As teachers, we talk an awful lot about “making connections” with what we read. However, how often do we direct our students to make connections that are more universal than simple experiences? For example, if you’re teaching A Farewell to Arms or The Great Gatsby, your students, more than likely, don’t have the experience of World War I or the wastefulness of the elite in the 1920s. Therefore, asking them to “make connections to a personal experience” can make the reader response exercise futile. It’s not that asking students to connect with experiences is wrong, but I do think we need to be more specific sometimes. While students can surely connect to some isolated experiences in the novel, meaningful connections that remind us we are all human beings and facilitate a deeper appreciation of the work need more direction at times.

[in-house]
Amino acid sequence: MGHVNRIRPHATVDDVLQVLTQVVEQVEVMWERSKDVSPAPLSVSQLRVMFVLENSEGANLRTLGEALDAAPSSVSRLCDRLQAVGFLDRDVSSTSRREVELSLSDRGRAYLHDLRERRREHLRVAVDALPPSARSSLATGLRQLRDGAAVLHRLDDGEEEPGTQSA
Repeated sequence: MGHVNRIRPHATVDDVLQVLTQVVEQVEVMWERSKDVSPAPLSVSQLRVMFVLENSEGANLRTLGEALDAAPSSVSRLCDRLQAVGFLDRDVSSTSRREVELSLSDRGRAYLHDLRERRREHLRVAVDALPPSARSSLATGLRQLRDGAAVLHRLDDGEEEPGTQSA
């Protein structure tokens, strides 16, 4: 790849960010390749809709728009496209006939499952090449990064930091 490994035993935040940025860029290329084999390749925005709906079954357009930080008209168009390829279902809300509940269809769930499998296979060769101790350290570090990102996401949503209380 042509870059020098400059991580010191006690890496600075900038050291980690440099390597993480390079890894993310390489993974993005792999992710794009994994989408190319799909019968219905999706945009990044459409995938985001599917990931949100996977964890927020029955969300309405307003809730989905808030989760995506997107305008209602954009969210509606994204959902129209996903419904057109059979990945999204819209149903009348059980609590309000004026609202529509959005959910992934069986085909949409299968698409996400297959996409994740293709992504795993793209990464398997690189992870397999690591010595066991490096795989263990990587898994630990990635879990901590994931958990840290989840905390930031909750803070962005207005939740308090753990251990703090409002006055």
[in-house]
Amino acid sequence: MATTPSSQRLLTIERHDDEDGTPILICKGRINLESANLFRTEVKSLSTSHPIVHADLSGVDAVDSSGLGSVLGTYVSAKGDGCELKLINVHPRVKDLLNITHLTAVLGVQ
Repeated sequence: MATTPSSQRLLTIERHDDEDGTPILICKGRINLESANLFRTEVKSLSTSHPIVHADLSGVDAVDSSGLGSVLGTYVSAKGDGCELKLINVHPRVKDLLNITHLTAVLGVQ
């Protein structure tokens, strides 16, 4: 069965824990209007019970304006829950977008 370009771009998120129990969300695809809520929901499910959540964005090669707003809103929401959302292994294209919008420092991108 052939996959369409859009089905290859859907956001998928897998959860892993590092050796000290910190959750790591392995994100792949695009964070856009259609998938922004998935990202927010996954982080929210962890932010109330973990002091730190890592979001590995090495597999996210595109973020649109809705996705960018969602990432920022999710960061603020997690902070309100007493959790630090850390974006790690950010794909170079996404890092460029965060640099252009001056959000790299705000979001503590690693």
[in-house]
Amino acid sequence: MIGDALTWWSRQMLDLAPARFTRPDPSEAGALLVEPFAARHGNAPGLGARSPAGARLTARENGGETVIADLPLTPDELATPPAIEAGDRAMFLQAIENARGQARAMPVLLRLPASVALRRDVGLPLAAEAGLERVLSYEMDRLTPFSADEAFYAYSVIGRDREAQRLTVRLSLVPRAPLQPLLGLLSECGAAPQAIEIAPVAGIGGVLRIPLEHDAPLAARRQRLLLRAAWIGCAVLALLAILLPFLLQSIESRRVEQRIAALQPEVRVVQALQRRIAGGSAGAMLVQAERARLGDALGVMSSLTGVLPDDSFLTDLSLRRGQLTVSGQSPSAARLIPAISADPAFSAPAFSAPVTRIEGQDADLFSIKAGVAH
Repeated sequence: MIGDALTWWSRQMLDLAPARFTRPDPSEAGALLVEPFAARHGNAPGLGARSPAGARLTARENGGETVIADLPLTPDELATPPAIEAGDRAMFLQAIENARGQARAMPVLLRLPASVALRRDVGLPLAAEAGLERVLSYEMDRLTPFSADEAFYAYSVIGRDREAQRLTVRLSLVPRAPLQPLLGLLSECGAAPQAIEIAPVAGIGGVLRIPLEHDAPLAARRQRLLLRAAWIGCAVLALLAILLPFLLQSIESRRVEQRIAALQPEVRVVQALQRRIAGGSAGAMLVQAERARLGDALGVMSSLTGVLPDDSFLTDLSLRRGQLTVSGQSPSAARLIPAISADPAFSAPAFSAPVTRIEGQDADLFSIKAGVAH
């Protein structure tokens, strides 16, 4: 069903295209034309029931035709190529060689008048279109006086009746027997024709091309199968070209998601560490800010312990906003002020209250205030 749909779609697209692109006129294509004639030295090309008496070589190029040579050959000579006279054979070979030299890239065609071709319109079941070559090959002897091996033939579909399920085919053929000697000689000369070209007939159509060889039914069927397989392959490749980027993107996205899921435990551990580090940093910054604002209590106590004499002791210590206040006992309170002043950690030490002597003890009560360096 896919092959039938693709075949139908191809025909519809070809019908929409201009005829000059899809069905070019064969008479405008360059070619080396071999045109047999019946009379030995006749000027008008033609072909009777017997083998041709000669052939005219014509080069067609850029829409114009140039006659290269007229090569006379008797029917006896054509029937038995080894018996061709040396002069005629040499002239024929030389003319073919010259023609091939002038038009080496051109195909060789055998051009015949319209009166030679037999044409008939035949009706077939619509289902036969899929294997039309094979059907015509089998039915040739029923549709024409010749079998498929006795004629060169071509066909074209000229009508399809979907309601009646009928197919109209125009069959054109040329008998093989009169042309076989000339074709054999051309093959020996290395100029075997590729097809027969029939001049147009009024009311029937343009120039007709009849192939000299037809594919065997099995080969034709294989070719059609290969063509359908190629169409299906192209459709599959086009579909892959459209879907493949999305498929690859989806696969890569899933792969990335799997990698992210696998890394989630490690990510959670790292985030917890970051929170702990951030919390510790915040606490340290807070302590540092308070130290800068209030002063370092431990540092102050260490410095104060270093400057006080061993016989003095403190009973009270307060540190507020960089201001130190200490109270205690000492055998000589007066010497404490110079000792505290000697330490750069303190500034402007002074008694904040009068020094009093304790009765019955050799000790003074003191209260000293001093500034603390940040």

If you’re looking for a more fruitful approach to getting your students to respond to literature, then I suggest reading my latest article on page 106 of the most current issue of Texas Journal of Literacy Education titled “Connecting Students with the Human Dimensions in Literature: Using Bruner’s Modes of Thought to Deepen Literary Appreciation.” Complete with students samples, this article will describe the steps in a unit that will help your students make connections to internal conflicts in the literature they read, then show you how to facilitate a literary analysis of their chosen conflict development. If you like, you can continue with the lesson by having the students write a personal essay that explores the development of their own internal conflicts, which is also explained in the article with student examples.
If you don’t want to read all the theory (and I don’t blame you), then read the intro on page 106, then skip to page 110 to “Putting this into Practice.”
If you implement the lesson, let me know how it goes. I’d love to hear from you! And if you’re in the Binghamton area and would like me to visit and help plan a unit, just email me or respond to this post.